Saturday, May 22, 2010

What makes a good short story?

No, really, WHAT??

That is the question I've been trying to answer for myself over the last week or so. For a long time, I always said I couldn't write short stories and I didn't like reading them either. But in my early twenties, I kept up a writing blog for awhile where I wrote "episodes" about my recurring Arestin characters that were fairly self-contained. I didn't realize it at the time, but they were like short stories with training wheels. They didn't really quite stand alone, but they were getting close.

Over the last year or so, inspired by some of the brilliant stories over at the Merry Sisters of Fate blog, I've started thinking that I'd like to write short stories, and reading 'em ain't half bad either.

Coincidentally, I had just created this blog to post short stories to when I was asked to contribute to a short story anthology. Okay, so this story is going to be in a real book that might lead people to my other work. I want it to be good! I picked up a few short story anthologies to analyze what makes a short story work and not work for me.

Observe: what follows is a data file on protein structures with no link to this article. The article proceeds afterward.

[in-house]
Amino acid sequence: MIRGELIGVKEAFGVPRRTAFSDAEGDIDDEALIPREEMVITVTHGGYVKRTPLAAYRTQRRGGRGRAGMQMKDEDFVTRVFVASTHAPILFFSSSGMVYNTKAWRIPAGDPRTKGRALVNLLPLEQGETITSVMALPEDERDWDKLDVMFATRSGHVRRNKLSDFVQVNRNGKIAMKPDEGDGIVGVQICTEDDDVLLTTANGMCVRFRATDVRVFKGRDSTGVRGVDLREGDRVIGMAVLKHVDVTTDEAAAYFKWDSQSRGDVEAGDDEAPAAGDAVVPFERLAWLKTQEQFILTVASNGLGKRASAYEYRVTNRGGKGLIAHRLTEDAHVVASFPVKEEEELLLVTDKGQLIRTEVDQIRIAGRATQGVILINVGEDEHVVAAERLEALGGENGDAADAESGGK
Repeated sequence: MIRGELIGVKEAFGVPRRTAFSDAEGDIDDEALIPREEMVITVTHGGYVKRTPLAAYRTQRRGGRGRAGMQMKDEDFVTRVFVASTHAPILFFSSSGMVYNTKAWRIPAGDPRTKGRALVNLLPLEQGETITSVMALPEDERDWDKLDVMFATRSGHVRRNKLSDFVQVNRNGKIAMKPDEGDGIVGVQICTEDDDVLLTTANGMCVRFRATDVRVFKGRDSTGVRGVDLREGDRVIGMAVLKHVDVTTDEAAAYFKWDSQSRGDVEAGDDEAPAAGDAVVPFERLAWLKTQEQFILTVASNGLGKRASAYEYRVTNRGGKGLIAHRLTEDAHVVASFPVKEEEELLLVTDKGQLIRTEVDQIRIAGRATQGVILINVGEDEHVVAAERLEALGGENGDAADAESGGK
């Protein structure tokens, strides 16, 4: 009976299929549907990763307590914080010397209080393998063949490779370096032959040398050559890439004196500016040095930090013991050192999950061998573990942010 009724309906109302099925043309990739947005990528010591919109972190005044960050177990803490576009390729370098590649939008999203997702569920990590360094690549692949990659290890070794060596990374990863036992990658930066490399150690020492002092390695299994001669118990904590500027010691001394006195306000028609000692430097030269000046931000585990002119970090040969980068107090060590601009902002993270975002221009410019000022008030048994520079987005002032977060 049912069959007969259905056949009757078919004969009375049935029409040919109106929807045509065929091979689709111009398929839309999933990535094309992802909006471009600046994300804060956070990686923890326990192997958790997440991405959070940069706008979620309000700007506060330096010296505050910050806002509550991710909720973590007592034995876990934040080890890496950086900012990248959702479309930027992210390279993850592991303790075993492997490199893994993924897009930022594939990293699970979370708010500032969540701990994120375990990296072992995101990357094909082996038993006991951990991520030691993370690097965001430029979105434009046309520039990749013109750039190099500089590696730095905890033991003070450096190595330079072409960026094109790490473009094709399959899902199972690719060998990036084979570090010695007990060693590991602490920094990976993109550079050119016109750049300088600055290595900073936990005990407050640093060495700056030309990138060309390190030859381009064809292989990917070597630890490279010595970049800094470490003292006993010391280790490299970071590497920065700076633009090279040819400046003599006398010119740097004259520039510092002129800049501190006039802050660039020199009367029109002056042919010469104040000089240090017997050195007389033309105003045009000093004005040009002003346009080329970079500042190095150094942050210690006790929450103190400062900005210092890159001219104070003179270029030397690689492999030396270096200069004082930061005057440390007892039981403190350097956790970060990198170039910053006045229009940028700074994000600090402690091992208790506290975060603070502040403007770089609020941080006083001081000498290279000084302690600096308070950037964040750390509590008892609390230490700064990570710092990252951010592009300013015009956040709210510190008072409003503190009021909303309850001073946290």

With a short story, you don't have a whole lot of time to establish character. You have to get in and get out. Since character is the most compelling part of many novels, this can be a problem. One way around this is to write a story set in a pre-established world. Still, you want it to be interesting to people who are completely unfamiliar with the world.

My favorite short stories to read seem to fall under three times (IN MOST CASES): Funny, Uncanny, or Puzzle.

Funny: Self-explanatory. Funny stories can be entertaining at any length, because it's the humor catching the reader. Just make sure you really are funny before you attempt this. Sometimes people try too hard.

Uncanny: "Strange or mysterious, especially in an unsettling way" says my quickie computer dictionary's definition of the uncanny. I think many of the best Merry Fates stories fall in this camp. These stories are immediately intriguing because they explore something that we are automatically fascinated by.